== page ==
Based on new analyses of satellite data, scientists have found that hydrologic conditions that increase flash drought risk occur more often than current models predict. The research also shows that incorporating how plants change soil structures can improve Earth system models.

    Bald cypress swamp

    Coastal cathedrals

    Years after Hurricane Katrina altered his life’s course, Elliott White Jr. set out to understand what drives coastal wetland loss as a way to help lessen harm from future climate impacts for vulnerable coastal communities. (Source: Stanford News)

    Young students sit at a table with a teacher in a classroom near sunlit windows

    Wildfire smoke exposure hurts learning outcomes

    Pollution from wildfires is linked to lower test scores and possibly lower future earnings for kids growing up with more smoke days at school, a new study finds. Impacts of smoke exposure on earnings are disproportionately borne by economically disadvantaged communities of color.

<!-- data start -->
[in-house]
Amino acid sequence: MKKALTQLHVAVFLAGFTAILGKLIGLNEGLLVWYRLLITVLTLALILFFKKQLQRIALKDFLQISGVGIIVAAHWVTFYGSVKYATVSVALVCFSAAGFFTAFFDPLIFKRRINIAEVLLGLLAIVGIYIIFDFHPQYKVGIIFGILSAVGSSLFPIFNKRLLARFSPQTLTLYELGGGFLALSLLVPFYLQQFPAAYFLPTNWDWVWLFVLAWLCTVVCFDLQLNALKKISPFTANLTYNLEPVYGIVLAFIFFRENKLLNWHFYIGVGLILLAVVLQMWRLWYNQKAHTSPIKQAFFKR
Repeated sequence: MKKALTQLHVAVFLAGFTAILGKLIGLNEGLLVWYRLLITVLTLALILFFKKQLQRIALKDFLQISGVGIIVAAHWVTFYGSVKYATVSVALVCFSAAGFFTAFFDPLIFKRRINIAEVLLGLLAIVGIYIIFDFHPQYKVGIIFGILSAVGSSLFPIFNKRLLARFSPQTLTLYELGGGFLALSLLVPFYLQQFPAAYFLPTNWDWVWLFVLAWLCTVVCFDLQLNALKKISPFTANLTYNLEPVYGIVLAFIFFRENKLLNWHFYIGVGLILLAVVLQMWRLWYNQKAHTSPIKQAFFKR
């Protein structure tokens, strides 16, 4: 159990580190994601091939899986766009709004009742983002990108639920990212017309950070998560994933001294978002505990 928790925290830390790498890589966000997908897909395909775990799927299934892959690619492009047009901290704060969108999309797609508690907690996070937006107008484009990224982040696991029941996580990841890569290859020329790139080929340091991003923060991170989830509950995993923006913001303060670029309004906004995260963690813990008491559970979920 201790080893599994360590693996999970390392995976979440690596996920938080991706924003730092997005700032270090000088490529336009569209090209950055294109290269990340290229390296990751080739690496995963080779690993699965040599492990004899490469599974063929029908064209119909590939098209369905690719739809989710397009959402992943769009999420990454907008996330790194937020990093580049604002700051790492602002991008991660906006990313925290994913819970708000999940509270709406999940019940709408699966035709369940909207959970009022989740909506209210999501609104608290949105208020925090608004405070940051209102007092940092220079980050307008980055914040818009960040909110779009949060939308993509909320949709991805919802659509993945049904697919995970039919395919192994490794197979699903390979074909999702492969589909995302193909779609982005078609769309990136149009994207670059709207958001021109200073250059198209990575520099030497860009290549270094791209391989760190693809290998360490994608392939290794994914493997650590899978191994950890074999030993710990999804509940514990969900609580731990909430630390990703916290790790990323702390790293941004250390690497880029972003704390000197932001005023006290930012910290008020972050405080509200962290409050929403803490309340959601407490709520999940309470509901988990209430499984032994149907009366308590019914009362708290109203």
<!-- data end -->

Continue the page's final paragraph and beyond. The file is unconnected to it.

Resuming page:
A fire crew conducts a prescribed burn in California’s Lassen National Forest.

    Empowering private landowners to prevent wildfires

    Controlled burning has proven effective at reducing wildfire risks, but a lack of insurance has dissuaded private landowners from implementing the practice. Policy expert Michael Wara discusses soon-to-be-enacted legislation that would pay for fire damages to neighboring properties in California. (Source: Stanford News)

    Yellow wildfire smoke pollution over a residential neighborhood

    Wildfire smoke is unraveling decades of air quality gains